We drill wells predominantly in Ocean, Atlantic and Monmouth County.
The New Jersey Department of Environmental Protection (NJDEP) regulates well drilling in the state. Setbacks for water wells for drinking require that the well be at least 20' from the house, 100' from a septic field, 50' from a septic tank, 25' from a sewer line and 25' from a fuel tank. Wells should also be located for convenient access for drilling equipment and future service.
Yes, all wells, including irrigation wells, require a state permit. Some municipalities also require an additional permit. These will be applied for by our licensed well driller at Epic Well Drilling.
This is dependent upon the site. Most wells are between 50 and 100 feet. We will be able to determine the necessary depth of your well after a site survey.
Grouting provides a necessary protection against contaminates from the surface and upper water table seeping into your well. The process involves drilling an oversized borehole to accommodate the well casing and screen the area around the outer part of the casing is filled with bentonite or concrete to ensure a safe and proper seal. Proper grouting is essential in order to protect your water supply and quite possibly, your neighbor's water supply, too.
Drilling a well in the ground results in significant land disturbance centralized around the well site. This impact is minimized due to our professional handling of your lawn. Depending upon the location and equipment necessary, there may be more or less mess. We do our best to ensure your property looks as nice as it did before we got there.
Drilling may not start until permits are obtained, usually a period requiring two to four weeks. The actual drilling often takes only one day due to the efficiency of our equipment and crew. The pump and well tank installation typically requires an additional day. However, the trench for the water and electric lines between the well and dwelling frequently must remain open until inspection and approval by the local health officer. Upon installation, the water should be run continuously for approximately five days or until the water is crystal clear and the chlorine disinfectant has been pumped out.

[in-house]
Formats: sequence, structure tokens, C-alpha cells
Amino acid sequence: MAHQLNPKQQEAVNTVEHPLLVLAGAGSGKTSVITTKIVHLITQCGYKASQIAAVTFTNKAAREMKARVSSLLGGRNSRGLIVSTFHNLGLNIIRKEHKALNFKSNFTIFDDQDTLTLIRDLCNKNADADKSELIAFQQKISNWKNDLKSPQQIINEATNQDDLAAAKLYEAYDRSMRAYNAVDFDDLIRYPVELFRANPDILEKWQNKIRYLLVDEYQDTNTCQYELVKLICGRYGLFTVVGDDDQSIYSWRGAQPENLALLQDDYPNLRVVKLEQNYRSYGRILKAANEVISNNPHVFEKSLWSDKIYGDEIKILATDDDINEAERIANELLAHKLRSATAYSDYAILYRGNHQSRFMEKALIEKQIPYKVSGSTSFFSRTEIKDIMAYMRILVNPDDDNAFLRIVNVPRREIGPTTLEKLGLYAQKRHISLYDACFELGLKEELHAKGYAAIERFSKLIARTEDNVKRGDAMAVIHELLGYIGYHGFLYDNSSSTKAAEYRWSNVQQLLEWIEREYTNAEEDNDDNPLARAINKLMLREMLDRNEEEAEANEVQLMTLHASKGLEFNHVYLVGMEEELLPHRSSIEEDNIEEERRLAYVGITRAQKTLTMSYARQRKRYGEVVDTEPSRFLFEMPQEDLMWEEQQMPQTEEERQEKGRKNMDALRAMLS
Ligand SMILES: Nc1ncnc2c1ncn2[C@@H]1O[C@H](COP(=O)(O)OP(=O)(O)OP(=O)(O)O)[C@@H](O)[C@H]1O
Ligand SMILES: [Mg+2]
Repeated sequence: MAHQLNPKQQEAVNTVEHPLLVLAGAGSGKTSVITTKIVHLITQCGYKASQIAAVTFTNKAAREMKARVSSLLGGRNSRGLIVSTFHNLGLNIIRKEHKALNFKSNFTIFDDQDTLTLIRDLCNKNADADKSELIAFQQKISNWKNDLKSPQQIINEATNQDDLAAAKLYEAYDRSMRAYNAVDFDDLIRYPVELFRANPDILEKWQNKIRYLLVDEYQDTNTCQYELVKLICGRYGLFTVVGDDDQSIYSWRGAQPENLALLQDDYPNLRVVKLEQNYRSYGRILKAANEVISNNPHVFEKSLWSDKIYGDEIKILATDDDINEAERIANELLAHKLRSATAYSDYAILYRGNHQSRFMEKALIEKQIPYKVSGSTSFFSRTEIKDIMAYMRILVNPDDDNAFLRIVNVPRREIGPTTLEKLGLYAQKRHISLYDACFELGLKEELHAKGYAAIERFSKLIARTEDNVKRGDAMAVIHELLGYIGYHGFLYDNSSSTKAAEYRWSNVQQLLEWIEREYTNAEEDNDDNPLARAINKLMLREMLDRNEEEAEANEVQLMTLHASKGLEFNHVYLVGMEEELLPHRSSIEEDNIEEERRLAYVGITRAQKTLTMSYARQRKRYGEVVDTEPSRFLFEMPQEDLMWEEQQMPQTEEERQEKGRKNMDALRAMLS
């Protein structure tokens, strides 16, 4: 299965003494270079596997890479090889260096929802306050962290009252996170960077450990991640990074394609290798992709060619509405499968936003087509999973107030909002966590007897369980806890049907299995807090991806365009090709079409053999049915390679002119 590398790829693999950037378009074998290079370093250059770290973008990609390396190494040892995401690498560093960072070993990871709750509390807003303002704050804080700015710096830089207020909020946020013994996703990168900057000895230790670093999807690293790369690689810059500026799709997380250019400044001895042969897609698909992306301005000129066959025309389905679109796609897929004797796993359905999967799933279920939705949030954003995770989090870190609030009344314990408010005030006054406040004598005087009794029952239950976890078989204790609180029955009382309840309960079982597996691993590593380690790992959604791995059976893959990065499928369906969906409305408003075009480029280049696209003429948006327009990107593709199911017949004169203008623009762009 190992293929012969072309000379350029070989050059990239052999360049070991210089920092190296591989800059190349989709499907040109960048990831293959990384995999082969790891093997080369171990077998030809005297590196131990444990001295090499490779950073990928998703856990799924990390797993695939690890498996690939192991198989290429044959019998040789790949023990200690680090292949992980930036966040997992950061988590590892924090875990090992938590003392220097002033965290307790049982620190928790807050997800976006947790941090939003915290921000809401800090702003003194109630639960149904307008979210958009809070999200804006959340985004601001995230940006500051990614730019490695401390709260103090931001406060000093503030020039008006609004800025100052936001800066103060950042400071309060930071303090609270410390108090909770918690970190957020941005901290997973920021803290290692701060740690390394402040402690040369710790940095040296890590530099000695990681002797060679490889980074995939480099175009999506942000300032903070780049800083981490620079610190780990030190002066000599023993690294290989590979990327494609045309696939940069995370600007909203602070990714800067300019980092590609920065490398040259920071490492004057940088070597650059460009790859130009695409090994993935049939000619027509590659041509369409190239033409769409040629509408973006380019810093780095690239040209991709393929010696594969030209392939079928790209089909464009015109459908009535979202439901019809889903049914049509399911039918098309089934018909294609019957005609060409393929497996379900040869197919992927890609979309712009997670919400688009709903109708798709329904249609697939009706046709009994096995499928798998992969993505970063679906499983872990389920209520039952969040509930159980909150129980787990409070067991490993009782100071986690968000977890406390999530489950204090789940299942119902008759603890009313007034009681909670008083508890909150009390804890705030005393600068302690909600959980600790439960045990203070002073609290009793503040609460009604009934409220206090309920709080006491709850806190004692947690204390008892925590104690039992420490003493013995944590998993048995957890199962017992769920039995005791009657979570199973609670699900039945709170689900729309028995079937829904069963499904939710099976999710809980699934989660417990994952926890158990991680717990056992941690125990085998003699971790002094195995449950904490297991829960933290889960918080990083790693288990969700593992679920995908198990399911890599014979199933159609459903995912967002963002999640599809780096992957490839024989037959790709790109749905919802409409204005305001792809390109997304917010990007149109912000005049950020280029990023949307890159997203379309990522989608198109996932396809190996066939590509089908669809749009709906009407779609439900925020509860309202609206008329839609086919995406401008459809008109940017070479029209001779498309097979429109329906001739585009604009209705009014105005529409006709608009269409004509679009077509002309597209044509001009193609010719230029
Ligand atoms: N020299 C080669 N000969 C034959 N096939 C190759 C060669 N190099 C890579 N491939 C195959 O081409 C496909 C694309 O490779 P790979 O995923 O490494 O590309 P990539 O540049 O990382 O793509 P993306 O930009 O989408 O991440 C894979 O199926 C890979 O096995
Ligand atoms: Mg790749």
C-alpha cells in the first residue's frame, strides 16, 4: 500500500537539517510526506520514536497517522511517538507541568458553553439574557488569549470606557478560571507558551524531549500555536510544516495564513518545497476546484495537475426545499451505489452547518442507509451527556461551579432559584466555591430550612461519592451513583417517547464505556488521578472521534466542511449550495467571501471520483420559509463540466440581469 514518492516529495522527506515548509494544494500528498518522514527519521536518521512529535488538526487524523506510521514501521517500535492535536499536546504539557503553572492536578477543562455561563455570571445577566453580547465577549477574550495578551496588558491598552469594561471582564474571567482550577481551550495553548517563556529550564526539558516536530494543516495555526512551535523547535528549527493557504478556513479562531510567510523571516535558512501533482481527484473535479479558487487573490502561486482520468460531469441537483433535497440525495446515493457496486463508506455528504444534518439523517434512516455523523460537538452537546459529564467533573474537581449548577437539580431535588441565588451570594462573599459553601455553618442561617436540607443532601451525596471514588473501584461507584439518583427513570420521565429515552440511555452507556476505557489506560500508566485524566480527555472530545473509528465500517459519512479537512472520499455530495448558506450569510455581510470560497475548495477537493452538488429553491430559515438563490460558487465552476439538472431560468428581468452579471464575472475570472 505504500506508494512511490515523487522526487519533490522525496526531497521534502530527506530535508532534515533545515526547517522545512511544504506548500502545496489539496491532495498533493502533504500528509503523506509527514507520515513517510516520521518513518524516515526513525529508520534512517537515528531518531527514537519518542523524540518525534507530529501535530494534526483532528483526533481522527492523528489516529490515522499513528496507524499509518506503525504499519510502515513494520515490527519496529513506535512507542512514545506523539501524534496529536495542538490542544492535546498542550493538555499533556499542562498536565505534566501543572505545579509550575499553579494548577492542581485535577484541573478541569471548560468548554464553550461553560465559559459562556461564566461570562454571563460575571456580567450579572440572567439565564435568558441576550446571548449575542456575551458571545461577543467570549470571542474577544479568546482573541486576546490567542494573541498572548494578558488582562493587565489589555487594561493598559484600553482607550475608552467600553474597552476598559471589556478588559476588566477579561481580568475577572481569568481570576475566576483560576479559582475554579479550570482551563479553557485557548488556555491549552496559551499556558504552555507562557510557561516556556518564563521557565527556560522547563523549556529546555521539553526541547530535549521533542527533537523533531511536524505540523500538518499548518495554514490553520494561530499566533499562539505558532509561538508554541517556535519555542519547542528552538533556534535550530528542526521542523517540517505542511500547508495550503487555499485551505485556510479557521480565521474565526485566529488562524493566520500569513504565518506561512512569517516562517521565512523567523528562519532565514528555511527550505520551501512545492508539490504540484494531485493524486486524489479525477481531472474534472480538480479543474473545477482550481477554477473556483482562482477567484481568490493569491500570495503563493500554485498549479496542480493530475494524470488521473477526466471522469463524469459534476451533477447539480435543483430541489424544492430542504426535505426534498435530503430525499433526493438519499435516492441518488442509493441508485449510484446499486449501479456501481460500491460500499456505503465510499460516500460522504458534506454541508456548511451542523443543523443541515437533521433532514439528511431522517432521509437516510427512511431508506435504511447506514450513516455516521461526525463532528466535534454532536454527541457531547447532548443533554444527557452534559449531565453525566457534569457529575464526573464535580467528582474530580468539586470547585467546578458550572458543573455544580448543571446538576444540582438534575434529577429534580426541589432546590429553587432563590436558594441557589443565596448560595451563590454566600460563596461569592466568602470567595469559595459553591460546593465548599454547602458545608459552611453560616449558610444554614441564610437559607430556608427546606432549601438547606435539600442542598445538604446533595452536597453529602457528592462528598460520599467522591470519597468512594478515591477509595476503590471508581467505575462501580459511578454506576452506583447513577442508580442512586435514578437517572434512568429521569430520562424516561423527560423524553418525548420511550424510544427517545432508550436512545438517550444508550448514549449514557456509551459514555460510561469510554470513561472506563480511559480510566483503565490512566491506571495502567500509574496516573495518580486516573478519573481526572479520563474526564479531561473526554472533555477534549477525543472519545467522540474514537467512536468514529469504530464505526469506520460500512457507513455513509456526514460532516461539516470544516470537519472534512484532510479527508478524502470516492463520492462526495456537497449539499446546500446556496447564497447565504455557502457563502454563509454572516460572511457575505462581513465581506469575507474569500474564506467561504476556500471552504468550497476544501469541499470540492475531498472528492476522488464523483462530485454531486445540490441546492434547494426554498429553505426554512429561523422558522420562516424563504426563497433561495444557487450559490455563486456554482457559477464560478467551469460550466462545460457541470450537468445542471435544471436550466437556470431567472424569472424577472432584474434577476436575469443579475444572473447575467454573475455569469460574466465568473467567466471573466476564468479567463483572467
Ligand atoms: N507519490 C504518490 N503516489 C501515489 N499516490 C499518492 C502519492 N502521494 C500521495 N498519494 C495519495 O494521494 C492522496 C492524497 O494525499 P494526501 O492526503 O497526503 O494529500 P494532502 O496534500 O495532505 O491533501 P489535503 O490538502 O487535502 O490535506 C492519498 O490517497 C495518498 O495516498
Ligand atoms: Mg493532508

This depends upon the size of your home and your specific water needs. Once we visit you for a site survey, we will be able to determine the best equipment for your particular case.
Many wells in our work area have naturally occurring levels of dissolved iron, hydrogen sulfide (causes sulfur odor), and/or low pH that do not meet high water quality standards. Although these water characteristics are not harmful to your health, they are aesthetically unpleasing and thus require water treatment to prevent brown staining of fixtures, foul odor and corrosion of copper pipes and faucets.
To remove dissolved iron and prevent staining water, softeners or salt-free water filters can be installed. Water softeners remove dissolved iron and hardness using ion exchange. These systems recharge themselves with salt that is consumed, but adding virtually no salt to the water itself. However, they do require routine filling of the salt tank by the homeowner. We also install treatment systems with a salt-free design that remove iron and sulfur odor by oxidizing the dissolved iron and hydrogen sulfide gas into a filterable form and then backwashing this precipitate out. This treatment does not require filling of salt or chemical tanks. The size of the water treatment system depends on the required flow rate of the well and pump system and if the water used for irrigation must be treated as well as the domestic house water.
You will be required to supply an adequate source of electricity to the well tank location. On new installations, you must hire an electrician to run the electric, but on replacement wells we normally are able to reuse the existing electrical supply. When a new electric line is needed or an existing line must be extended to a new location, you should hire a licensed electrician for safety and code compliance. After the new well is functional, you will need to hire a state-approved water test laboratory to test the water and report the results to the NJDEP if the water will be used for drinking.